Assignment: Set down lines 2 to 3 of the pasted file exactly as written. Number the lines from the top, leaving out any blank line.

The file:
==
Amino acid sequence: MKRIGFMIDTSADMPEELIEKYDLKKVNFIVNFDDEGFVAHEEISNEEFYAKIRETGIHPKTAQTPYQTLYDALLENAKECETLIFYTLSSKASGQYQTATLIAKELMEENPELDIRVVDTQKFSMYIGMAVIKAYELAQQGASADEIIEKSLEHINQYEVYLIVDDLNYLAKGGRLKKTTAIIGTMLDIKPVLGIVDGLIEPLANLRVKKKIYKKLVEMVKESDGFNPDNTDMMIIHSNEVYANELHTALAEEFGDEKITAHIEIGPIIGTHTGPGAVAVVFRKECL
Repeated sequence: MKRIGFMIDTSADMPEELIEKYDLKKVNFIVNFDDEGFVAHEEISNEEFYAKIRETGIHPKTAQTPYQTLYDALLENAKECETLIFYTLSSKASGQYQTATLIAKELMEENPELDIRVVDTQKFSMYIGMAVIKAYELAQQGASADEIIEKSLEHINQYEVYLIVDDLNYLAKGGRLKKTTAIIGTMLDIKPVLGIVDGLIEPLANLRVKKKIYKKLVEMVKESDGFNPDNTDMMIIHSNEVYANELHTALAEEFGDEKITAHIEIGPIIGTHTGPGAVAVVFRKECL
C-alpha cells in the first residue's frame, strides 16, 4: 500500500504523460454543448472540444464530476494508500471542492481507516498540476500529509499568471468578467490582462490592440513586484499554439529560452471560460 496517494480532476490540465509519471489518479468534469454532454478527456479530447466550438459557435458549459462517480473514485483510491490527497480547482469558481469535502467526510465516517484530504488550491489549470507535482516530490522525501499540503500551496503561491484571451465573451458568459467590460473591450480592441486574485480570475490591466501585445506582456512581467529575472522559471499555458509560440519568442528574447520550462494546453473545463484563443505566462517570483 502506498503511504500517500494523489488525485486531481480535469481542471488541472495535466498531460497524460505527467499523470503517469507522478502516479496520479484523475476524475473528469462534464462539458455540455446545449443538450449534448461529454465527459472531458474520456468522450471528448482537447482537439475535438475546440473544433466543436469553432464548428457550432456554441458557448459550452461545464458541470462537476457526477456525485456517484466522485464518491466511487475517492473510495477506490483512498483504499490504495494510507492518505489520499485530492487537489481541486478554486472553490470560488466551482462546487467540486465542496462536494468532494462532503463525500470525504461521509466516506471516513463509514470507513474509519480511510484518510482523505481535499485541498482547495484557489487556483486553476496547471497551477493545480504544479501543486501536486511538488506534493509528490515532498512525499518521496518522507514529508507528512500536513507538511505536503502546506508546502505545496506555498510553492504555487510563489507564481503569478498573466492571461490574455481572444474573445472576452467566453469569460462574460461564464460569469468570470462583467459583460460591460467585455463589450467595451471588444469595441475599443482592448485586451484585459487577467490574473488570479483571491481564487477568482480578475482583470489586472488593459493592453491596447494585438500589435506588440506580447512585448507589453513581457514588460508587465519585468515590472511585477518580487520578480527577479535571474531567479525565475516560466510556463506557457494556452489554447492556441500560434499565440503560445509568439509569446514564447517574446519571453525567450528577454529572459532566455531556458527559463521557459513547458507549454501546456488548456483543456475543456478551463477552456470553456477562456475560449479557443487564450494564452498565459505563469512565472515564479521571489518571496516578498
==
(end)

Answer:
Repeated sequence: MKRIGFMIDTSADMPEELIEKYDLKKVNFIVNFDDEGFVAHEEISNEEFYAKIRETGIHPKTAQTPYQTLYDALLENAKECETLIFYTLSSKASGQYQTATLIAKELMEENPELDIRVVDTQKFSMYIGMAVIKAYELAQQGASADEIIEKSLEHINQYEVYLIVDDLNYLAKGGRLKKTTAIIGTMLDIKPVLGIVDGLIEPLANLRVKKKIYKKLVEMVKESDGFNPDNTDMMIIHSNEVYANELHTALAEEFGDEKITAHIEIGPIIGTHTGPGAVAVVFRKECL
C-alpha cells in the first residue's frame, strides 16, 4: 500500500504523460454543448472540444464530476494508500471542492481507516498540476500529509499568471468578467490582462490592440513586484499554439529560452471560460 496517494480532476490540465509519471489518479468534469454532454478527456479530447466550438459557435458549459462517480473514485483510491490527497480547482469558481469535502467526510465516517484530504488550491489549470507535482516530490522525501499540503500551496503561491484571451465573451458568459467590460473591450480592441486574485480570475490591466501585445506582456512581467529575472522559471499555458509560440519568442528574447520550462494546453473545463484563443505566462517570483 502506498503511504500517500494523489488525485486531481480535469481542471488541472495535466498531460497524460505527467499523470503517469507522478502516479496520479484523475476524475473528469462534464462539458455540455446545449443538450449534448461529454465527459472531458474520456468522450471528448482537447482537439475535438475546440473544433466543436469553432464548428457550432456554441458557448459550452461545464458541470462537476457526477456525485456517484466522485464518491466511487475517492473510495477506490483512498483504499490504495494510507492518505489520499485530492487537489481541486478554486472553490470560488466551482462546487467540486465542496462536494468532494462532503463525500470525504461521509466516506471516513463509514470507513474509519480511510484518510482523505481535499485541498482547495484557489487556483486553476496547471497551477493545480504544479501543486501536486511538488506534493509528490515532498512525499518521496518522507514529508507528512500536513507538511505536503502546506508546502505545496506555498510553492504555487510563489507564481503569478498573466492571461490574455481572444474573445472576452467566453469569460462574460461564464460569469468570470462583467459583460460591460467585455463589450467595451471588444469595441475599443482592448485586451484585459487577467490574473488570479483571491481564487477568482480578475482583470489586472488593459493592453491596447494585438500589435506588440506580447512585448507589453513581457514588460508587465519585468515590472511585477518580487520578480527577479535571474531567479525565475516560466510556463506557457494556452489554447492556441500560434499565440503560445509568439509569446514564447517574446519571453525567450528577454529572459532566455531556458527559463521557459513547458507549454501546456488548456483543456475543456478551463477552456470553456477562456475560449479557443487564450494564452498565459505563469512565472515564479521571489518571496516578498